Australia, associated in our memory…as the abode of strange beasts and barbarians, sends us a full, up-to-date representative woman, widely alive to all the refinements of life, and fully cognisant of the rights of her sex — Boston Woman’s Journal
Vida by award-winning biographer, Jacqueline Kent is a fascinating and illuminating account of one of Australia’s nearly forgotten feminists, Vida Goldstein, making this a gem of a book for those interested in the history of Australia and Australian feminists.
Vida Goldstein was an important feminist in Australian history who seems to have slipped from public consciousness. Australian women were granted the Federal vote in 1902, and the following year Goldstein ran for a Federal seat making her the first woman in the British Empire to do so. She was well-known internationally in the suffrage movement and after unsuccessfully standing for Parliament a number of times, she dedicated her life to Christian Science.
Goldstein was an activist for the rights of women, equal pay and equal rights, social equality and justice and was vocal in her belief in worldwide peace notably working against the push for conscription in the First World War.
During her lifetime, Goldstein’s notable friends included Miles Franklin, Adela Pankhurst and George Bernard Shaw.
Kent’s biography of Goldstein is immensely readable. I particularly enjoyed the comparisons made between Goldstein and Australia’s first female Prime Minister, Julia Gillard.
Throughout this intriguing biography, Kent uses humour to explain the somewhat comical and absurd situations Goldstein experiences in Australian politics. The thorough explanations of the historical context gives readers a clear perspective of Goldstein’s career and life.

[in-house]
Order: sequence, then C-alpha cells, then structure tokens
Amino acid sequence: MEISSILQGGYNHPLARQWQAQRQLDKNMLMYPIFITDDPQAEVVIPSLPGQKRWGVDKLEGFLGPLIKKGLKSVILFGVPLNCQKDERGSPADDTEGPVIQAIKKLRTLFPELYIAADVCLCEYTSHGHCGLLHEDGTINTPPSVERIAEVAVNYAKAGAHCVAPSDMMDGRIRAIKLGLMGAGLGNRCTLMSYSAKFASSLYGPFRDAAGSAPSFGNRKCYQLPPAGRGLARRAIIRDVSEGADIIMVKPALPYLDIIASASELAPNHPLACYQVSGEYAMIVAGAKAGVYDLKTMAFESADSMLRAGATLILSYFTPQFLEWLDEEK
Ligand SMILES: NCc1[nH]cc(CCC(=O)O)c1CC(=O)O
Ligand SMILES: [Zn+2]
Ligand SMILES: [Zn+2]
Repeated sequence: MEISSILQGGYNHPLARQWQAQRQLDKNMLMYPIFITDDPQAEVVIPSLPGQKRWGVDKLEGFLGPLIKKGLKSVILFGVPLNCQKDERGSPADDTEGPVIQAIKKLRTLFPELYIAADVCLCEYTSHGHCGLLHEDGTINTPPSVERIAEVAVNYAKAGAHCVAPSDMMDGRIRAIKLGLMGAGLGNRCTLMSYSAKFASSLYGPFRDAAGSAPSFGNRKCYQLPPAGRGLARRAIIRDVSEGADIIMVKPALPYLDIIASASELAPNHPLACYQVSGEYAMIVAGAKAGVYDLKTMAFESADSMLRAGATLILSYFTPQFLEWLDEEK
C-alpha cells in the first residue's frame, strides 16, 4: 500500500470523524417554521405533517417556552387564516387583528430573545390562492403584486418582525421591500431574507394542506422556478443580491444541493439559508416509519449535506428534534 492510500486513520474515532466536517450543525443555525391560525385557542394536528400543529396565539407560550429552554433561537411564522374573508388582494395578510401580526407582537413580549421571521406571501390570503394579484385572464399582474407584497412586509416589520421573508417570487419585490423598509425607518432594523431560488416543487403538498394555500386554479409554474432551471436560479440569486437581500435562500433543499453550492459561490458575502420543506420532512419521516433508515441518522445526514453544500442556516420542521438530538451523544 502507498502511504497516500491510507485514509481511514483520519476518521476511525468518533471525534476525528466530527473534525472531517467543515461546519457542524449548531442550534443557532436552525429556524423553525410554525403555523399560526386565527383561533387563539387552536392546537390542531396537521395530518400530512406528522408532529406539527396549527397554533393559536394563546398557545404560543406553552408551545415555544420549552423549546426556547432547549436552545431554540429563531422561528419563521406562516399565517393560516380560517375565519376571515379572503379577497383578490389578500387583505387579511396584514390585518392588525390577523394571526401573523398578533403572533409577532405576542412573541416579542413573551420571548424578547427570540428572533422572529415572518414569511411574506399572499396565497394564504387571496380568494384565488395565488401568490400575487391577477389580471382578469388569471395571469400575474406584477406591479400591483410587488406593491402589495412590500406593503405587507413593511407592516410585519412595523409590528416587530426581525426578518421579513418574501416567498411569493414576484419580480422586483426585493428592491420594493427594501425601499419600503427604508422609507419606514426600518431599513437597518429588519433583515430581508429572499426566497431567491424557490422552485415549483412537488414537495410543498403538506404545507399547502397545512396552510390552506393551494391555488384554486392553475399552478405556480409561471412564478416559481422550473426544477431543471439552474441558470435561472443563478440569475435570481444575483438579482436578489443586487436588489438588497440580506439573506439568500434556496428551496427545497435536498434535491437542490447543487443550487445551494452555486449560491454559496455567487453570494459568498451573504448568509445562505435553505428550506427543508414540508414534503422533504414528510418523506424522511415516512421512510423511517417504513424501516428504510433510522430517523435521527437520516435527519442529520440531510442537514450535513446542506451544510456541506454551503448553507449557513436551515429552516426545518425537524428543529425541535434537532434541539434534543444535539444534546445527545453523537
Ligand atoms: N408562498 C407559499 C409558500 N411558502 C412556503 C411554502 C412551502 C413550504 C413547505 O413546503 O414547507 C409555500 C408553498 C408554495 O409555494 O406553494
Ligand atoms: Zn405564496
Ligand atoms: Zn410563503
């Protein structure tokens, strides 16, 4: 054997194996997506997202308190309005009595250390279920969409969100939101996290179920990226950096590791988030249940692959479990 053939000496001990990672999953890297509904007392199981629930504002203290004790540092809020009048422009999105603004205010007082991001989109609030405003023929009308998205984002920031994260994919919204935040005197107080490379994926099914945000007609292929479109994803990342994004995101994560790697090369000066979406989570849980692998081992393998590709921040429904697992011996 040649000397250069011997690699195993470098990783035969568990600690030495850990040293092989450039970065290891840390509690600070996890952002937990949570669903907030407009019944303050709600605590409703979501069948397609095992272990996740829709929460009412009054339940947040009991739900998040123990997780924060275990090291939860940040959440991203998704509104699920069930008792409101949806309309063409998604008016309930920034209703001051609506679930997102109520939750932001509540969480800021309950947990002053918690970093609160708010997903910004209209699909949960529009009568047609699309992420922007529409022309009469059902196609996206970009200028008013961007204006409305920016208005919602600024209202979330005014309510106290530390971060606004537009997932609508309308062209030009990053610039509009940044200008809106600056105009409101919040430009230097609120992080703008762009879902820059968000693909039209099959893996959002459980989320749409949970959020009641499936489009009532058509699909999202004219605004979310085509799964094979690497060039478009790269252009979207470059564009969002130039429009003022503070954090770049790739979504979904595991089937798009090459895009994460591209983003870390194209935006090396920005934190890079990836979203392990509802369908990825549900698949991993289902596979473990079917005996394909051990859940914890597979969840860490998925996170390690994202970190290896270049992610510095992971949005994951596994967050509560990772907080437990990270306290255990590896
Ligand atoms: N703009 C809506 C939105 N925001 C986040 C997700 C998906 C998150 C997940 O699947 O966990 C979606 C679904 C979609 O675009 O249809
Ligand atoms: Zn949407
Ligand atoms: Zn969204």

To sum up, this was an immensely readable and fascinating account of an important woman in Australian history. Highly recommended.
Many thanks to Penguin Random House Australia for a review copy.
Vida Goldstein was an advocate for women’s rights, a campaigner for peace, fought for the distribution of wealth, and a trail-blazer who provided leadership and inspiration to innumerable people.
Blazing her trail at the dawn of the twentieth century, Vida Goldstein remains Australia’s most celebrated crusader for the rights of women. Her life – as a campaigner for the suffrage in Australia, Britain and America, an advocate for peace, a fighter for social equality and a shrewd political commentator – marks her as one of Australia’s foremost women of courage and principle.
Vida first came to national prominence as the first woman in the Western world to stand for a national Parliament, in Victoria, for the Senate, in 1903. As a fighter for equal rights for women, and as a champion of social justice, she quickly established a pattern of working quietly against men’s control of Australian society. Her work for the peace movement and against conscription during the heightened emotions of the First World War showed her determination to defy governments in the name of fairness and equity.
Vida came to adulthood when Australia was in the process of inventing itself as a new nation, one in which women might have opportunities equal to those of men. Her work for her own sex, especially her battles for equality in politics, illuminated issues that persist to this day.
Jacqueline Kent has written acclaimed biographies of Julia Gillard, pianist and social activist Hephzibah Menuhin, and pioneer book editor Beatrice Davis.